Beijing is home to both 20th-century state-funded museums and contemporary art enclaves, all under the watchful eye of Communist China. Discover this curious mix of creativity, and the role art plays in reacting to and shaping the country’s history, with a visit to one of these galleries.
The Chinese capital is the country’s cultural core. There’s the Forbidden City, which is home to some of the most impressive traditional art in the country: it holds treasures that stretch back dynasties and tell the story of Beijing’s past. Priceless vases, paintings and jade sculptures attest to a time when art was considered purely decorative and when calligraphy reigned supreme.
Fast forward to today, and a crop of young creatives is challenging the China’s strict artistic norms. The 798 Art District is a microcosm of the capital’s thriving contemporary art scene, where art is used as a tool to express social and political views.
Here is a list of all the best galleries in Beijing, where you can see everything from ancient artefacts to provocative installations.
Every traveller – not just art lovers – should begin their time in Beijing by visiting the Palace Museum, located within the walls of the unmissable Forbidden City. The architecture of this centuries-old imperial palace is a masterpiece in itself, and the museum’s collection is world-famous, too. The Palace Museum houses 340,000 pieces of porcelain, 30,000 jade artefacts, 10,000 items of bronze and 50,000 paintings, including hundreds of items that date back to the 13th-century Yuan Dynasty. The sheer size of this museum can be intimidating, and it’s not easy to navigate alone. For a more comprehensive visit, it’s definitely worth taking one of the guided tours.
Dubbed the father of modern Chinese painting, Xu Beihong was a pioneering figure in 20th-century Chinese art. And when Xu died of a stroke in 1953, his wife, Liao Jingwen, transformed one of their Beijing homes into a public gallery displaying 1,200 of his works. Situated in the Xicheng District, the Xu Beihong Memorial Hall pays homage to the legendary artist by celebrating his epic oil paintings and providing a glimpse into Xu’s original studio.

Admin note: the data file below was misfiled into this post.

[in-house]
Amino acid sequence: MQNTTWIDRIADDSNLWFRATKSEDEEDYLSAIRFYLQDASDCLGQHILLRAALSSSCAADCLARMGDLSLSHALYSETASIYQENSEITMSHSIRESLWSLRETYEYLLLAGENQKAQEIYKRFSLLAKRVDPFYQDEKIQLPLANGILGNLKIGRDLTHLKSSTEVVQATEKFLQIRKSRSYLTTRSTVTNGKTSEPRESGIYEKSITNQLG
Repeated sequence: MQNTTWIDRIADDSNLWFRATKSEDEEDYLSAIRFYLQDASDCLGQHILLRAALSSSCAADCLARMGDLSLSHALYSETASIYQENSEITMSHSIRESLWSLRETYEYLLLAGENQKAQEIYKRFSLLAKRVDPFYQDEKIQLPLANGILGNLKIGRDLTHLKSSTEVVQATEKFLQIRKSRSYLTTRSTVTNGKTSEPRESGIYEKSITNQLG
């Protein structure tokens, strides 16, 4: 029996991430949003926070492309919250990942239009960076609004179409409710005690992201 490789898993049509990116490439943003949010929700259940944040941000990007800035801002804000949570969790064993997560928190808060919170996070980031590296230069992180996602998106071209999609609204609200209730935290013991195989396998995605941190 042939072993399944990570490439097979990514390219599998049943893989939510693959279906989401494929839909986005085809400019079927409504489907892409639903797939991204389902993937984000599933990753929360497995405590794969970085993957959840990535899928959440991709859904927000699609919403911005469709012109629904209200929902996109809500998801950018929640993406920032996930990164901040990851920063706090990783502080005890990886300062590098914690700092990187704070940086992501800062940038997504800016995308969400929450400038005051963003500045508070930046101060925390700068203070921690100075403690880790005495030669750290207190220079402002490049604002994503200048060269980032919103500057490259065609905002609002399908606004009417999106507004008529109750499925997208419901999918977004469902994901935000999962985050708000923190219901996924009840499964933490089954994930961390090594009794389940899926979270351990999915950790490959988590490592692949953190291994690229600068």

Surrounded by the dozens of industrial-chic galleries that make up the 798 Art District, UCCA was founded by Belgian philanthropists Guy and Myriam Ullens. In 2007, they transformed an abandoned military factory into one of China’s most exciting collections of home-grown and international contemporary art. Since then, it has become a centre of international cultural exchange. They don’t have any permanent collections; instead, they host exhibitions by Chinese artists and regularly bring work from around the world to share with the Chinese community. UCCA headlines a smorgasbord of museums that art lovers could spend days exploring in this stylish corner of Beijing – M Woods, the Faurschou Foundation, Commune, Pace, Tang and Galerie Urs Meile are just a handful of the other highlights in the neighbourhood.
It might have been the first art museum opened after the People’s Republic of China was established in 1949, but the CAFA Art Museum isn’t stuck in the 1950s. Indeed, when the collection moved into an ultra-modern boomerang-shaped building designed by Japanese architect Arata Isozaki in 2008, the CAFA Art Museum became one of Beijing’s most progressive artistic spaces. The gallery displays 13,000 items from painted scrolls that date back to the Ming Dynasty to Chinese bronze relics and folk art including minority ethnic costumes. Visit with some time on your hands – you could easily spend a day or two working your way through the expansive collection.
First opened to the public in 1963, the state-funded National Art Museum of China is a mammoth space comprising 21 exhibition halls across six floors that showcase every conceivable category of art. Wander through the rooms to discover 110,000 items of traditional Chinese painting, sculpture, calligraphy, wood carvings and contemporary creations. It’s a great place to see the progression of art in China, from the ancient paintings of masters like Su Shi, Tang Yin and Xu Wei to modern works. The museum also has a collection of work from foreign artists, including paintings by European greats such as Pablo Picasso and Salvador Dalí, and photography by US artist Ansel Adams. The museum is free to visit, but make sure to bring some form of ID with you.
This gallery may be tiny, but the collection is a cabinet of curiosities for anyone interested in ancient art and artefacts. Incongruously located within a nondescript office block overlooking the Poly Plaza near the Workers’ Stadium, Poly Art Museum is a treasure trove of bronze animal heads plundered from palaces, cooking vessels that are as intricate as they are ancient and Buddhist stone carvings dating back to the Northern Qi, Northern Wei and Tang Dynasties.